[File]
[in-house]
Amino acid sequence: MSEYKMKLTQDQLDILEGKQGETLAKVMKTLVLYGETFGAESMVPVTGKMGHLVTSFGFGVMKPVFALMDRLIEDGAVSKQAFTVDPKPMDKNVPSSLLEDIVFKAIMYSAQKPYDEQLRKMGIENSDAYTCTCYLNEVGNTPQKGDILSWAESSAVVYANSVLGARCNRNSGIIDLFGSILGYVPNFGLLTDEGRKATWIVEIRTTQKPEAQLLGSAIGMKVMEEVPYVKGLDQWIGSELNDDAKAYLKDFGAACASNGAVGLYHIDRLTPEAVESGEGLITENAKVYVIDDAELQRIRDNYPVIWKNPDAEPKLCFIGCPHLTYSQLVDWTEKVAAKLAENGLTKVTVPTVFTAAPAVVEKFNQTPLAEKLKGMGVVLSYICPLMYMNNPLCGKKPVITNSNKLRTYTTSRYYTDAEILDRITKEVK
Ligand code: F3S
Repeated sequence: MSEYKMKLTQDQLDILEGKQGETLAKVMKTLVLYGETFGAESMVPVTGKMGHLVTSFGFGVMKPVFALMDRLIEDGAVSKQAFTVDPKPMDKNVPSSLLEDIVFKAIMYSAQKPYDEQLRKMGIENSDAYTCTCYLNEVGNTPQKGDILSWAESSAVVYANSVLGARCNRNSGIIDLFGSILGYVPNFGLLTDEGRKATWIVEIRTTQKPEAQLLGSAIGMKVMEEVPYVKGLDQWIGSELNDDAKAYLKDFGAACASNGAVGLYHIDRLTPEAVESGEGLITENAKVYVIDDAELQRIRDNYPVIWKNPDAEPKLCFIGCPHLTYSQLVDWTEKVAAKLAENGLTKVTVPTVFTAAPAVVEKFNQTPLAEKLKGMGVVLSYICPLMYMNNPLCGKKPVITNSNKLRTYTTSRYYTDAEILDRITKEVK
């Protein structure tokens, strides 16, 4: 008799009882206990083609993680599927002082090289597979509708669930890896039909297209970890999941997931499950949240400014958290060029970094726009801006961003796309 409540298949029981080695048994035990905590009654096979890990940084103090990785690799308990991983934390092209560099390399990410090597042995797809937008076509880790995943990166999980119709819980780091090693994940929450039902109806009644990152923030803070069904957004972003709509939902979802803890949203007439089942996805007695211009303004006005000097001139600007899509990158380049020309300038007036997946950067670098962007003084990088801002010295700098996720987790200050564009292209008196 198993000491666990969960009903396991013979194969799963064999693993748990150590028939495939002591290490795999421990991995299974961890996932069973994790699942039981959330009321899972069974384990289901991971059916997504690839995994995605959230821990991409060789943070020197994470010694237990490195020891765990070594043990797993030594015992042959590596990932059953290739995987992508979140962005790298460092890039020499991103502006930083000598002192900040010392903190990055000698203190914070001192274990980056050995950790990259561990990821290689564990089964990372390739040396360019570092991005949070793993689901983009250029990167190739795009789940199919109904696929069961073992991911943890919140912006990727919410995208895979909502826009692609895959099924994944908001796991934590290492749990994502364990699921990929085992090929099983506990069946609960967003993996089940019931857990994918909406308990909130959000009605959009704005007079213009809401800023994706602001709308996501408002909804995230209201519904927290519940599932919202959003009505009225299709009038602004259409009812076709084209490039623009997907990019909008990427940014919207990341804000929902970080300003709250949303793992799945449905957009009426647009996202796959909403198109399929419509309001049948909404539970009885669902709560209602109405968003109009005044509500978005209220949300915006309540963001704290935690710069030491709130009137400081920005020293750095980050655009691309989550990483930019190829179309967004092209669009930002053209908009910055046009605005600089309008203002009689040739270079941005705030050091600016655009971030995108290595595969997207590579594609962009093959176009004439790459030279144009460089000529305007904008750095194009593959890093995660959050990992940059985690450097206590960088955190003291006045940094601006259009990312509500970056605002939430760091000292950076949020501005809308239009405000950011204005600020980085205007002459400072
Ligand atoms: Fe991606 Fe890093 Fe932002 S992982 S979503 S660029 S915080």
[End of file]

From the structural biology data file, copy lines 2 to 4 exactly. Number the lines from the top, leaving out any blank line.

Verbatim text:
Amino acid sequence: MSEYKMKLTQDQLDILEGKQGETLAKVMKTLVLYGETFGAESMVPVTGKMGHLVTSFGFGVMKPVFALMDRLIEDGAVSKQAFTVDPKPMDKNVPSSLLEDIVFKAIMYSAQKPYDEQLRKMGIENSDAYTCTCYLNEVGNTPQKGDILSWAESSAVVYANSVLGARCNRNSGIIDLFGSILGYVPNFGLLTDEGRKATWIVEIRTTQKPEAQLLGSAIGMKVMEEVPYVKGLDQWIGSELNDDAKAYLKDFGAACASNGAVGLYHIDRLTPEAVESGEGLITENAKVYVIDDAELQRIRDNYPVIWKNPDAEPKLCFIGCPHLTYSQLVDWTEKVAAKLAENGLTKVTVPTVFTAAPAVVEKFNQTPLAEKLKGMGVVLSYICPLMYMNNPLCGKKPVITNSNKLRTYTTSRYYTDAEILDRITKEVK
Ligand code: F3S
Repeated sequence: MSEYKMKLTQDQLDILEGKQGETLAKVMKTLVLYGETFGAESMVPVTGKMGHLVTSFGFGVMKPVFALMDRLIEDGAVSKQAFTVDPKPMDKNVPSSLLEDIVFKAIMYSAQKPYDEQLRKMGIENSDAYTCTCYLNEVGNTPQKGDILSWAESSAVVYANSVLGARCNRNSGIIDLFGSILGYVPNFGLLTDEGRKATWIVEIRTTQKPEAQLLGSAIGMKVMEEVPYVKGLDQWIGSELNDDAKAYLKDFGAACASNGAVGLYHIDRLTPEAVESGEGLITENAKVYVIDDAELQRIRDNYPVIWKNPDAEPKLCFIGCPHLTYSQLVDWTEKVAAKLAENGLTKVTVPTVFTAAPAVVEKFNQTPLAEKLKGMGVVLSYICPLMYMNNPLCGKKPVITNSNKLRTYTTSRYYTDAEILDRITKEVK